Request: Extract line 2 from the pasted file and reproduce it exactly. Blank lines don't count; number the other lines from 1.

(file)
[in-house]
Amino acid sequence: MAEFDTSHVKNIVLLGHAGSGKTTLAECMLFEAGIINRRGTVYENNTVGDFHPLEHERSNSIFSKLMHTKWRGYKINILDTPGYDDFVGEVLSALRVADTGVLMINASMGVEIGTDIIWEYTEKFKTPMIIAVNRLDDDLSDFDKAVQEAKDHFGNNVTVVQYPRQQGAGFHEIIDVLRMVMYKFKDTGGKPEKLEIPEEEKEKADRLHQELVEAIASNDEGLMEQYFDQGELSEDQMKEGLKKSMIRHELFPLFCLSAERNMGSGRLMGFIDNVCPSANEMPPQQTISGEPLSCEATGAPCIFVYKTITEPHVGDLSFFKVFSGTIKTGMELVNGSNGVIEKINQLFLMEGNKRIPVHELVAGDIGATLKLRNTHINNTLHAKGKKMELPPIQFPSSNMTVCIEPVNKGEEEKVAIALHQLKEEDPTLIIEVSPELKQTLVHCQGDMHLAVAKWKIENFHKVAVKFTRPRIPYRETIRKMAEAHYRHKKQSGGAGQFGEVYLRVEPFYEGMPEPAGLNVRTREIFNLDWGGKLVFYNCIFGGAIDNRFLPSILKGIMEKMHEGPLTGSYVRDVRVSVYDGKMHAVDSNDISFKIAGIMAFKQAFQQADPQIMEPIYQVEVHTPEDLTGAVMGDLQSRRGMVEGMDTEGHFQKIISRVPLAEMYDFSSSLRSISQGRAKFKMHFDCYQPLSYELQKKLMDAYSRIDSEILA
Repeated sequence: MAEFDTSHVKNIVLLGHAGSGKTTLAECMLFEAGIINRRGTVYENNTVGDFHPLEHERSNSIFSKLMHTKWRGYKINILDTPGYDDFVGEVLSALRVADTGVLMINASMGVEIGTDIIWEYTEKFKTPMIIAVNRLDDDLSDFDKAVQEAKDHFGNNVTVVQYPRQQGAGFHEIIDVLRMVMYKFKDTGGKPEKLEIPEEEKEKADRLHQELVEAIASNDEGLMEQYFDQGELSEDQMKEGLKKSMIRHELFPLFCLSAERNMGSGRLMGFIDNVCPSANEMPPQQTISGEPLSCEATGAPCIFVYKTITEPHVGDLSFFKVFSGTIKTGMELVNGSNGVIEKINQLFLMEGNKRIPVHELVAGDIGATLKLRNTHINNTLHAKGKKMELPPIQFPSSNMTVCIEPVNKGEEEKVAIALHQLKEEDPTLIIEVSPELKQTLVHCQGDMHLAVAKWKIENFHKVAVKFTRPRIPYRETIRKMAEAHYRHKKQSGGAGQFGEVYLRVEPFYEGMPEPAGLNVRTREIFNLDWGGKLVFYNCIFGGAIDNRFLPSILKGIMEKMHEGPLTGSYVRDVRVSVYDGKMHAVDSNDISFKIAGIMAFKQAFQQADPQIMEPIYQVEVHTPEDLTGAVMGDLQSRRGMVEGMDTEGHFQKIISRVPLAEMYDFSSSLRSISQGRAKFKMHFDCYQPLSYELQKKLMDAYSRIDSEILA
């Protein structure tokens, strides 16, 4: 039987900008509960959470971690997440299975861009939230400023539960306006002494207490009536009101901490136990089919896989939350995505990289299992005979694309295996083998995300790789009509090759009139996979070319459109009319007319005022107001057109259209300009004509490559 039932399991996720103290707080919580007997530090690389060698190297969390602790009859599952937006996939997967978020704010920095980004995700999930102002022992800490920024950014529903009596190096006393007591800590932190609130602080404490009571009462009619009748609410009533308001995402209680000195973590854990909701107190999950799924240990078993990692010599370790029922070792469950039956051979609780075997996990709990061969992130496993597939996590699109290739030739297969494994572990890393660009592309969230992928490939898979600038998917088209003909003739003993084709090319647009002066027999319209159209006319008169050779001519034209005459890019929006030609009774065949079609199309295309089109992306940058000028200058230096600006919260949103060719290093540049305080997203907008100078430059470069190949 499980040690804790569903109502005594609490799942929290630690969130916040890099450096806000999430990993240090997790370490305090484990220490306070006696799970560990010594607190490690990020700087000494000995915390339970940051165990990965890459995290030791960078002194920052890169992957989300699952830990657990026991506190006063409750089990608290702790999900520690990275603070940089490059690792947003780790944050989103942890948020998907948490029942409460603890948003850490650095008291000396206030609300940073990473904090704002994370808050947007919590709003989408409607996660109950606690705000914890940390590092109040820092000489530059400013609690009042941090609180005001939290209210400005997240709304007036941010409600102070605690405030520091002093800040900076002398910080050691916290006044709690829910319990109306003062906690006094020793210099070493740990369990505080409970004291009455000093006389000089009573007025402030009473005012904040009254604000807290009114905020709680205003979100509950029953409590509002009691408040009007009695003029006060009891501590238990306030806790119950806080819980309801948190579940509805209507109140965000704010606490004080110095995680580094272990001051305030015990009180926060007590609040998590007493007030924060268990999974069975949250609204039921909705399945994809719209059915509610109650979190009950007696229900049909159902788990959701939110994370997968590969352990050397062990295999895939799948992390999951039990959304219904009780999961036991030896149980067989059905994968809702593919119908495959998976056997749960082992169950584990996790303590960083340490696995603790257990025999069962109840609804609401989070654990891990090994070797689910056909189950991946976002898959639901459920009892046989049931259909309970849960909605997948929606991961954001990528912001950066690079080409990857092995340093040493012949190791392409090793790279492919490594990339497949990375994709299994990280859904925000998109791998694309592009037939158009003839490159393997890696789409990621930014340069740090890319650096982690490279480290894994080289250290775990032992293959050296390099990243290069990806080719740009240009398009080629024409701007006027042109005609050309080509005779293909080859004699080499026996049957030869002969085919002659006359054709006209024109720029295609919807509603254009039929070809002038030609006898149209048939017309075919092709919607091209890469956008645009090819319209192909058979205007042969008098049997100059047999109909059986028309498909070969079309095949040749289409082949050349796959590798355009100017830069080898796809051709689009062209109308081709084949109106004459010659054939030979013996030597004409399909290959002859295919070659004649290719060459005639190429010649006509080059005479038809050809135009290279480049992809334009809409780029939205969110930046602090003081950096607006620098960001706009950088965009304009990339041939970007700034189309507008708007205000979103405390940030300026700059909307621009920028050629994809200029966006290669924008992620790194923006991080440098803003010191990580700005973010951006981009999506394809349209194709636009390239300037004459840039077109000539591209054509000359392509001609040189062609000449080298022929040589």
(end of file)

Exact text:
Amino acid sequence: MAEFDTSHVKNIVLLGHAGSGKTTLAECMLFEAGIINRRGTVYENNTVGDFHPLEHERSNSIFSKLMHTKWRGYKINILDTPGYDDFVGEVLSALRVADTGVLMINASMGVEIGTDIIWEYTEKFKTPMIIAVNRLDDDLSDFDKAVQEAKDHFGNNVTVVQYPRQQGAGFHEIIDVLRMVMYKFKDTGGKPEKLEIPEEEKEKADRLHQELVEAIASNDEGLMEQYFDQGELSEDQMKEGLKKSMIRHELFPLFCLSAERNMGSGRLMGFIDNVCPSANEMPPQQTISGEPLSCEATGAPCIFVYKTITEPHVGDLSFFKVFSGTIKTGMELVNGSNGVIEKINQLFLMEGNKRIPVHELVAGDIGATLKLRNTHINNTLHAKGKKMELPPIQFPSSNMTVCIEPVNKGEEEKVAIALHQLKEEDPTLIIEVSPELKQTLVHCQGDMHLAVAKWKIENFHKVAVKFTRPRIPYRETIRKMAEAHYRHKKQSGGAGQFGEVYLRVEPFYEGMPEPAGLNVRTREIFNLDWGGKLVFYNCIFGGAIDNRFLPSILKGIMEKMHEGPLTGSYVRDVRVSVYDGKMHAVDSNDISFKIAGIMAFKQAFQQADPQIMEPIYQVEVHTPEDLTGAVMGDLQSRRGMVEGMDTEGHFQKIISRVPLAEMYDFSSSLRSISQGRAKFKMHFDCYQPLSYELQKKLMDAYSRIDSEILA